About this website

The website explains how distributable cash flow (DCF) is defined and why it is important to analyze it and derive a sustainable measure of DCF. Results reported by master limited partnerships (MLPs) are analyzed. comparisons of reported DCF to sustainable DCF are generated, and various coverage ratios and reports analyzing performance are generated. Simplified sources and uses of funds statements are presented to focus readers' attention on key cash flow items. The website also features general articles about MLPs and about other topics of interest to yield-focused investors.



The documents and opinions in this website are for informational and educational purposes only and should not be construed as a recommendation to buy or sell the securities mentioned or to solicit transactions or clients. The information in this website is believed, but not guaranteed, to be accurate. All content on this website is presented as of the date published, is not updated and may be superseded by subsequent market events or for other reasons Under no circumstances should a person act upon the information contained within without first conducting his/her own independent research and consulting with his/her investment advisor and tax professional as to whether such action is suitable based on the investor’s investment objectives, personal and financial situation, and specific legal or tax situation.

MMP - A Closer Look at Magellan Midstream Partners' results for 4Q16

Author: Ron Hiram

Published: February 22, 2017


  • Crude Oil segment operating margins increased 17.9% in 4Q16; higher average rates, in part resulting from deficiency revenues, more than offset lower shipment volumes. Storage revenues also increased.
  • Refined Products’ operating margin decreased 6.4 due to mark-to-market losses on hedges; but total volume shipped increased 5.9% and revenue per barrel shipped increased 2.2%.
  • Distribution coverage ratios remain strong and well above industry peers, whether calculated on a sustainable basis or as reported.
  • The condensate splitter dispute reflects a rare management stumble, but is not of a magnitude that affects MMP’s ability to achieve 8% distribution growth in 2017-2018 with solid coverage.
  • Distribution growth has been outpacing DCF growth; consequently, coverage ratios, while still very robust, are declining.

This article analyses some of the key facts and trends revealed by 4Q16 results reported by Magellan Midstream Partners L.P. (MMP).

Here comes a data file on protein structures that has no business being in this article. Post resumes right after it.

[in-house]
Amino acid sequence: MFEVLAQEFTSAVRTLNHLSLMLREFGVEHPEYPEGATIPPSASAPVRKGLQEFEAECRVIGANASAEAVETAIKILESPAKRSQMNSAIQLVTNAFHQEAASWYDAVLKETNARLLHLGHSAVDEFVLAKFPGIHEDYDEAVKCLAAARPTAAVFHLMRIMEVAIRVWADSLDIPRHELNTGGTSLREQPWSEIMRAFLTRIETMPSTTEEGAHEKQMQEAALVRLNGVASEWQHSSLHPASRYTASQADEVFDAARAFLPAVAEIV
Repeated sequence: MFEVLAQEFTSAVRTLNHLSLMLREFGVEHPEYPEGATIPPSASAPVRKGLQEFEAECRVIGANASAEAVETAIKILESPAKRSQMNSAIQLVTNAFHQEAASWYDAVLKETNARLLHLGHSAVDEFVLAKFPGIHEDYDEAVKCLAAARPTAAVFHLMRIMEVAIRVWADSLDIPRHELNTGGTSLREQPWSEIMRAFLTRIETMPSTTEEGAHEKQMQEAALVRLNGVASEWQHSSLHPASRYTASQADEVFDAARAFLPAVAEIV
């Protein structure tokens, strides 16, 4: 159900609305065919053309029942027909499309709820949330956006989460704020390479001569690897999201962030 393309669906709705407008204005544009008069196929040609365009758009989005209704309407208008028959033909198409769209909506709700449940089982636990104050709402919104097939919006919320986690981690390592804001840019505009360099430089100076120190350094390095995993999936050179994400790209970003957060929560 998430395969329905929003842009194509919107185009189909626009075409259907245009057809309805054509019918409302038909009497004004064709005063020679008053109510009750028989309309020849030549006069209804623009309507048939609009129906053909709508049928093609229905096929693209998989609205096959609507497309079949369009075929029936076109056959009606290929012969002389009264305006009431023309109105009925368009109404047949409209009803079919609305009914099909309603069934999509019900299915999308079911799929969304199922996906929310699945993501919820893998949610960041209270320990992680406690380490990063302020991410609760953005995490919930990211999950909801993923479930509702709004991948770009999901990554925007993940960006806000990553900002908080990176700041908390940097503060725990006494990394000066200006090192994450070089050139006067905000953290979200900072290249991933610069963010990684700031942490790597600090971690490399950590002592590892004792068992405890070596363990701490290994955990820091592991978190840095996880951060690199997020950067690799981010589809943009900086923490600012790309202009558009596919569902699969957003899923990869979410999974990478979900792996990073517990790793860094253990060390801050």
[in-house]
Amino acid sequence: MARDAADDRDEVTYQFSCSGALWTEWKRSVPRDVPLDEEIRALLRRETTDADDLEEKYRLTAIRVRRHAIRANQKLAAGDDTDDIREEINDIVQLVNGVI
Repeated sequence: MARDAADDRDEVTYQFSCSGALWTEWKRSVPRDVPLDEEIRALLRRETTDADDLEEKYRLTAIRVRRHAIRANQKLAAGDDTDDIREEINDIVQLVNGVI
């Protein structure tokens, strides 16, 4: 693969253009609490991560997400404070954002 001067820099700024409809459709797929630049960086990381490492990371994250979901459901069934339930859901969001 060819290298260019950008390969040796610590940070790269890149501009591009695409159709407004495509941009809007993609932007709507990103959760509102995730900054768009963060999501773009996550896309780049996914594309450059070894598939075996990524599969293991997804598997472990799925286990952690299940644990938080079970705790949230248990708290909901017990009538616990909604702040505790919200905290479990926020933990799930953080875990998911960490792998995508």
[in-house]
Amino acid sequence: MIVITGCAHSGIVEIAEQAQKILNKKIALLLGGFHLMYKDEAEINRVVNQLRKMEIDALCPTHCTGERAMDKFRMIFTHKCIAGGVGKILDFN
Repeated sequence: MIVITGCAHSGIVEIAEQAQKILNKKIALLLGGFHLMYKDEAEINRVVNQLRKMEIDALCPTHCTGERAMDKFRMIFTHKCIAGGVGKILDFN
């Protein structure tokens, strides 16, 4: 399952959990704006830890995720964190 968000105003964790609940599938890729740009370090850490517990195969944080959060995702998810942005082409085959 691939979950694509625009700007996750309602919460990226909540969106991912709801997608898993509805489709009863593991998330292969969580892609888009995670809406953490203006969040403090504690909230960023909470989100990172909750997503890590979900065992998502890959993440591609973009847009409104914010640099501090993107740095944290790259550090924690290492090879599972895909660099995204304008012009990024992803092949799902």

MMP is engaged in the transportation, storage and distribution of refined petroleum products and crude oil. Its 3 operating segments are:

  1. Refined Products: this segment primarily transports gasoline and diesel fuels and includes a 9,700-mile refined products pipeline system with 42 million barrels of storage capacity at 53 connected terminals, 27 independent terminals not connected to MMP’s pipeline system, as well as a 1,100-mile ammonia pipeline system;
  2. Crude Oil: this segment is comprised of ~2,200 miles of crude oil pipelines and storage facilities with an aggregate storage capacity of approximately 26 million barrels (of which 16 million are used for leased storage); and
  3. Marine Storage: this segment consists of 5 marine terminals located along coastal waterways with an aggregate storage capacity of ~26 million barrels, plus ~1 million barrels of storage jointly owned through the Texas Frontera, LLC joint venture.

Operating margin is a one of the key non-GAAP metrics used by management to evaluate performance of its business segments. It includes revenue from affiliates and external customers, operating expenses, cost of product sales and earnings of non-controlled entities. But unlike operating profit, it excludes depreciation and amortization expenses and general and administrative expenses.

The bulk of MMP’s operating margin is fee-based (i.e., derived from fees, tariffs, contractual commitments). Operating margin generated by MMP’s commodity-related activities (mostly within the Refined Products segment) includes butane blending and fractionation. It exhibits far more volatile swings on a quarter-to-quarter basis.

Operating margin by segment for recent quarters is presented in Table 1:

Table 1: Figures in $ Millions (except per unit amounts and % change). Source: company 10-Q, 10-K, 8-K filings and author estimates.

The 17.9% increase in the Crude Oil segment’s operating margins in 4Q16 vs. 4Q15 reflects higher average rates, in part resulting from deficiency revenue for volume committed but not moved. This more than offset lower shipment volumes. Higher storage revenue also contributed to the increase. Overall, deficiency revenues remain small and not material.